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I'm planning to move to a different region in the US on a tight schedule. I have enough equity in my current primary residence to pay for a down payment on a new home, but since I'm on a tight schedule, I can't wait to put down an offer until the sale closes. I'd also like to be able to waive contingencies in a purchase offer.

I'm not 59 1/2 yet, but it's still possible to take an IRA distribution tax-free if I put the money back within 60 days (in which case it counts as a rollover for tax purposes, even if I put it back in the same account).

The timeline would look something like this:

  1. Accept an offer on house 1
  2. Withdraw from my IRA
  3. Make an offer on house 2 with contingencies waived and a fully underwritten pre-approval from a lender
  4. Escrow closes on house 1
  5. Deposit money back into the IRA
  6. Wire money to escrow for house 2
  7. Escrow closes on house 2

It seems pretty airtight, especially if I plan ahead of time to back out of the purchase of house 2 (and eat the loss of the earnest money) rather than keep the IRA money and risk a massive tax bill.

What are the pros and cons of this approach? Any other ideas?

Note I've also considered:

  • Taking out a HELOC or bridge loan - but banks don't seem too keen on this right now.
  • Asking the buyer of house 1 for a rent-back - but in our case we're on a tight schedule and can't afford to add a month to the timeline.
  • Using a service like FlyHomes to get a loan with which to make an all-cash offer.
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    "I'd also like to be able to waive contingencies in a purchase offer." I'd be very careful with this...
    – 0xFEE1DEAD
    Commented Mar 16, 2023 at 20:52
  • 2
    @0xFEE1DEAD good luck buying a house in California with contingencies...
    – littleadv
    Commented Mar 16, 2023 at 20:52

2 Answers 2

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You can do this, and people have done this before.

Main things to consider:

  • You can only do one indirect roll-over in 12 months period,
  • If you mess up on dates or amounts and miss the 60 days window you'll be on the hook for taxes and penalty,
  • Your custodian may force tax withholding on your distribution, meaning you'll get less than you thought but would still need to deposit the full amount to complete the rollover (you'll get the withholding back when you submit your tax return, in this case)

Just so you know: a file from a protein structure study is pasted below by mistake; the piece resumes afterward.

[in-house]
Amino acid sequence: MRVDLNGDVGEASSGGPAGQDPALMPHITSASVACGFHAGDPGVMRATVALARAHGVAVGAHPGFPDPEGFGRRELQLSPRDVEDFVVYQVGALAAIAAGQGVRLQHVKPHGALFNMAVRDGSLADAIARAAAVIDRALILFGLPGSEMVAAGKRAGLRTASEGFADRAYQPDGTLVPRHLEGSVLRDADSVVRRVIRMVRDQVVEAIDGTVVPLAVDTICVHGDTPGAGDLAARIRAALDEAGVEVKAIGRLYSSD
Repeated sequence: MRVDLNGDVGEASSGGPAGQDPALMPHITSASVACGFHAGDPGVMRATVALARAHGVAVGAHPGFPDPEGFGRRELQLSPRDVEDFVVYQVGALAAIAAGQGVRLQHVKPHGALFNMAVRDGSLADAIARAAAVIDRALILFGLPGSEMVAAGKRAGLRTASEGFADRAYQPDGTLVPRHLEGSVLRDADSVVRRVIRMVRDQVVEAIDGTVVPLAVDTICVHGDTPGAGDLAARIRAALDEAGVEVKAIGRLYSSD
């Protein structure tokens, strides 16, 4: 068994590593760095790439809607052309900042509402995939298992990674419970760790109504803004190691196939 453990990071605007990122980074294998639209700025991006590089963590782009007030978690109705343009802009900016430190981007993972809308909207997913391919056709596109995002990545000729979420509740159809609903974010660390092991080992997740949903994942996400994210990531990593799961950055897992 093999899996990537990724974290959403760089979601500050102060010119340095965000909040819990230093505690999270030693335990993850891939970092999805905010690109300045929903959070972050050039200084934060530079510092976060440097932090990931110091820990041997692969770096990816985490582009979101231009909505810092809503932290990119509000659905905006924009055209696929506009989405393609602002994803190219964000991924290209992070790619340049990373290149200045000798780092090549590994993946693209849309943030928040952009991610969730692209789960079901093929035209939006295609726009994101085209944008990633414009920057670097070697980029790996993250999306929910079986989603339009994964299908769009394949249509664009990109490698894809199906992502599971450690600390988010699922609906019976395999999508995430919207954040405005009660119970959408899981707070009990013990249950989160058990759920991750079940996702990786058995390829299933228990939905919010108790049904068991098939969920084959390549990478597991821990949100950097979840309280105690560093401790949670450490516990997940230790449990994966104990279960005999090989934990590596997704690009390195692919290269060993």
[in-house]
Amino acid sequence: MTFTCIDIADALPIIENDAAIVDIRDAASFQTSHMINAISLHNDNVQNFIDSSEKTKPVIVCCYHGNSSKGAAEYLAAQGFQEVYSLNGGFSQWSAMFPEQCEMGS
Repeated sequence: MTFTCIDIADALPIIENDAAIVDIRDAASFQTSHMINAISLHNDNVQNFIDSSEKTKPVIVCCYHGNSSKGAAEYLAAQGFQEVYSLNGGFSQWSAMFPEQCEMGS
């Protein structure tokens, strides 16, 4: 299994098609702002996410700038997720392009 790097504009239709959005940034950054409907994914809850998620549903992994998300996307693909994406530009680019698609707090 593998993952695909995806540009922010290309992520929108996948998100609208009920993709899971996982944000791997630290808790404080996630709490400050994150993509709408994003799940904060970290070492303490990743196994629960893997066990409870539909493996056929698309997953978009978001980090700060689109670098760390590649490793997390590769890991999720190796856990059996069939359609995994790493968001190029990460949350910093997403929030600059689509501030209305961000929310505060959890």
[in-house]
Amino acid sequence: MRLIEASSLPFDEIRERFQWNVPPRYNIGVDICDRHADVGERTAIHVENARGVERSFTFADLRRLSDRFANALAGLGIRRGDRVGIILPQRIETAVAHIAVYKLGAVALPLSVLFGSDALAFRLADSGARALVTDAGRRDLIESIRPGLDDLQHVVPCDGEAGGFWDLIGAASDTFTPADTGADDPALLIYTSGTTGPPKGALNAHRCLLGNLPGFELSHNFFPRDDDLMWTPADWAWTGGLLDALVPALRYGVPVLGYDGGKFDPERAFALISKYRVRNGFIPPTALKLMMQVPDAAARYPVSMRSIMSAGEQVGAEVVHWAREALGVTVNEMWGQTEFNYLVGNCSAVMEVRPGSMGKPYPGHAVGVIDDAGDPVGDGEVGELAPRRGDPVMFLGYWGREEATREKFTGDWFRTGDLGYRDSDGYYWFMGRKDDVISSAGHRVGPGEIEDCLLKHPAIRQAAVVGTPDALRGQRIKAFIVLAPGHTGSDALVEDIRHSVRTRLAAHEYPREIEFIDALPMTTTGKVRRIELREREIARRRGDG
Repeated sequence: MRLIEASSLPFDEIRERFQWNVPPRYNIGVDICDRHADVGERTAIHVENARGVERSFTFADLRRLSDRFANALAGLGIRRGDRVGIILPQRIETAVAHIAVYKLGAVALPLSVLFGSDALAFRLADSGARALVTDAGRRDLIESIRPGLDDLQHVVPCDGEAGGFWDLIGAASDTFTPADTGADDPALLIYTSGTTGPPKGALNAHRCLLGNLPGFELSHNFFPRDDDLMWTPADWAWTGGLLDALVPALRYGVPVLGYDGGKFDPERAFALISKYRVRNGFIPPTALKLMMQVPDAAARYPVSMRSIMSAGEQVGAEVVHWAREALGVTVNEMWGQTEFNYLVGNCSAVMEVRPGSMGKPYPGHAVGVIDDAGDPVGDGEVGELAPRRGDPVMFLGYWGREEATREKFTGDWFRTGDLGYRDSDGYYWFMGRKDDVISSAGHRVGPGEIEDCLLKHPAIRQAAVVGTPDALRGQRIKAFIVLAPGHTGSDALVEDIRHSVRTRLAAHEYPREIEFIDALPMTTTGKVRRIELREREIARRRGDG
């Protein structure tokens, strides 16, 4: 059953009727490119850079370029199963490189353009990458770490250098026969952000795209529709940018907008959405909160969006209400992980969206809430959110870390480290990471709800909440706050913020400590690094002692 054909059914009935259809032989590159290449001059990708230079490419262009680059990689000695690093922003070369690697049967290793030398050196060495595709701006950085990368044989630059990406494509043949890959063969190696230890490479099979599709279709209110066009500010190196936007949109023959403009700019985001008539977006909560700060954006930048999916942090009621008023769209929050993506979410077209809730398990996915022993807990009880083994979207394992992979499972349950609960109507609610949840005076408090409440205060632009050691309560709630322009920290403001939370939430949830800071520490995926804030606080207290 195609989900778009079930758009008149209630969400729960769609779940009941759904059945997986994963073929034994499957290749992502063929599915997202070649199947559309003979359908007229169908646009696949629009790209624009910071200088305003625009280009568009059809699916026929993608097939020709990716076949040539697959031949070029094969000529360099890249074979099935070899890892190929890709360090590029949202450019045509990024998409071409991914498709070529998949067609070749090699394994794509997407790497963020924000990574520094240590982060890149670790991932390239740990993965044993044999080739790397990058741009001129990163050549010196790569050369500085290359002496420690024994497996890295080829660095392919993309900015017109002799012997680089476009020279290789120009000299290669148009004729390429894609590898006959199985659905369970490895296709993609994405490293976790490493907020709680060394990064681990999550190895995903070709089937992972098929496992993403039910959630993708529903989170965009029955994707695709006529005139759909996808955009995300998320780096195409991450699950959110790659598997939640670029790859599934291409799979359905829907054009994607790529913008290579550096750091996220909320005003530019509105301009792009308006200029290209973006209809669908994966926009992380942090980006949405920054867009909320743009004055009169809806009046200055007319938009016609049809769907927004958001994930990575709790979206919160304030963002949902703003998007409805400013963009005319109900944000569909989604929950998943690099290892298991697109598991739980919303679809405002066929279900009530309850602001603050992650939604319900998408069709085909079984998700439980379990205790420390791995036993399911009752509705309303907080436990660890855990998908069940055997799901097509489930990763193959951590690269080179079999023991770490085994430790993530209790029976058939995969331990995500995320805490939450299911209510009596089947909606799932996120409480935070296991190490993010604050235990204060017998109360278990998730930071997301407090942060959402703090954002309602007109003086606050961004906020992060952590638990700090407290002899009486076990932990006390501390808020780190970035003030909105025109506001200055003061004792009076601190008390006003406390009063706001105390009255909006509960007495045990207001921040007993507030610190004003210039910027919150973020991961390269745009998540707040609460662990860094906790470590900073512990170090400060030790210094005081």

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  • I know your third point is true for 401(k) withdrawals. I thought IRA custodians didn't do this. (But, of course, I have experience with just 2, so that counts for nothing.) Commented Mar 17, 2023 at 10:41
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The timeline would look something like this:

  1. Accept an offer on house 1
  2. Withdraw from my IRA
  3. Make an offer on house 2 with contingencies waived and a fully underwritten pre-approval from a lender
  4. Escrow closes on house 1
  5. Deposit money back into the IRA
  6. Wire money to escrow for house 2
  7. Escrow closes on house 2

I took your timeline and question at face value.

Using the timeline you have defined the big risk is that when you are pulling the money out of the IRA you aren't in control of the schedule. Even a pre-approval before making an offer and the waiving of every contingency doesn't guarantee that you can get everything done in time. You have to find a house. The owner has to accept your offer. The lender still wants to do an appraisal. They will also want to get title insurance. Missing that deadline carries a significant risk

Then I saw the issue.

You specified that the money is for the down payment on house two. But in reality if the timeline is right it is for the earnest money deposit for house 2. Because the down payment on the mortgage for house 2 isn't due until step 6. But you get the money from house 1 and the money back into the IRA before step 6. The first big check comes with the offer on step 3. I would think the IRA withdraw in step 2 would make the lender nervous about your ability to afford the mortgage. Of course getting enough cash from the sale of house 1 to redeposit into the IRA will make them less nervous.

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    Nah. Earnest money can quite small--even as low as a thousand dollars. Lenders will want to know where the down payment money is coming from; getting it out of the IRA into a checking account is the goal, I think.
    – mkennedy
    Commented Mar 17, 2023 at 16:44
  • @mkennedy But if the IRA has to be tapped to get the earnest money deposit, that might concern them. Commented Mar 17, 2023 at 16:52
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    "But in reality if the timeline is right it is for the earnest money deposit for house 2" I have way more than enough money for that without the IRA - it'll be $5k at the absolute maximum, but likely more like $3000. The down payment (and likely just showing a lender I have the money) is what the IRA distribution is for. Down payment will be around $130k - that's what I can't fund without the sale of the first house (with an IRA rollover to tide me over till house 1 closes).
    – Roy Tinker
    Commented Mar 17, 2023 at 18:08
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    But you don't need to pull the money out of the IRA before making an offer. You only have to be able to point to the planned source of the down payment when getting the loan approved. Commented Mar 17, 2023 at 18:13
  • "You only have to be able to point to the planned source of the down payment" ooh, didn't know that. Thanks, that helps a lot. So then the IRA rollover would only need to happen if for some reason the down payment date on house #2 happens before house #1 closes.
    – Roy Tinker
    Commented Mar 17, 2023 at 18:23

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